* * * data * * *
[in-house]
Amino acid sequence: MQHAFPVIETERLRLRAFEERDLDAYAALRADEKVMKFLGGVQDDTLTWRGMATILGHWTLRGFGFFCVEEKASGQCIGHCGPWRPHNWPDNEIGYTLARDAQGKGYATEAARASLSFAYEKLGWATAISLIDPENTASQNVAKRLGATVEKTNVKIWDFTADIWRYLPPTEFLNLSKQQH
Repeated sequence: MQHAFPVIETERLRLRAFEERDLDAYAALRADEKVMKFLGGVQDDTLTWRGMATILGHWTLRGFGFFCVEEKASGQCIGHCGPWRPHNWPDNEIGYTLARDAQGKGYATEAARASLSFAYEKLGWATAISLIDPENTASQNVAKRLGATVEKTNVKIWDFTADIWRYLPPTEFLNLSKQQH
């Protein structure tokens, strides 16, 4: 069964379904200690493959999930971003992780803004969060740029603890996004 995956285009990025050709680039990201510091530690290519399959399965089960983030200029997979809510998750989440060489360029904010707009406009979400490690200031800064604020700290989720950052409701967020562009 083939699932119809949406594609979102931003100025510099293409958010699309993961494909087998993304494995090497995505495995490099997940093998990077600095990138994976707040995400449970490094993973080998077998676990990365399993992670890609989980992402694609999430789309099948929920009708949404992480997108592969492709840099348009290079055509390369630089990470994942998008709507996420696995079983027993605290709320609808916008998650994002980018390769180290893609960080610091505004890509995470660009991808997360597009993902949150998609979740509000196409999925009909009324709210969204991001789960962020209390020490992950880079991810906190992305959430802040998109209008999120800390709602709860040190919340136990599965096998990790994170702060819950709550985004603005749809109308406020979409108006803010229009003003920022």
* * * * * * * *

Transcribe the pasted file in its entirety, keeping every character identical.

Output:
[in-house]
Amino acid sequence: MQHAFPVIETERLRLRAFEERDLDAYAALRADEKVMKFLGGVQDDTLTWRGMATILGHWTLRGFGFFCVEEKASGQCIGHCGPWRPHNWPDNEIGYTLARDAQGKGYATEAARASLSFAYEKLGWATAISLIDPENTASQNVAKRLGATVEKTNVKIWDFTADIWRYLPPTEFLNLSKQQH
Repeated sequence: MQHAFPVIETERLRLRAFEERDLDAYAALRADEKVMKFLGGVQDDTLTWRGMATILGHWTLRGFGFFCVEEKASGQCIGHCGPWRPHNWPDNEIGYTLARDAQGKGYATEAARASLSFAYEKLGWATAISLIDPENTASQNVAKRLGATVEKTNVKIWDFTADIWRYLPPTEFLNLSKQQH
């Protein structure tokens, strides 16, 4: 069964379904200690493959999930971003992780803004969060740029603890996004 995956285009990025050709680039990201510091530690290519399959399965089960983030200029997979809510998750989440060489360029904010707009406009979400490690200031800064604020700290989720950052409701967020562009 083939699932119809949406594609979102931003100025510099293409958010699309993961494909087998993304494995090497995505495995490099997940093998990077600095990138994976707040995400449970490094993973080998077998676990990365399993992670890609989980992402694609999430789309099948929920009708949404992480997108592969492709840099348009290079055509390369630089990470994942998008709507996420696995079983027993605290709320609808916008998650994002980018390769180290893609960080610091505004890509995470660009991808997360597009993902949150998609979740509000196409999925009909009324709210969204991001789960962020209390020490992950880079991810906190992305959430802040998109209008999120800390709602709860040190919340136990599965096998990790994170702060819950709550985004603005749809109308406020979409108006803010229009003003920022």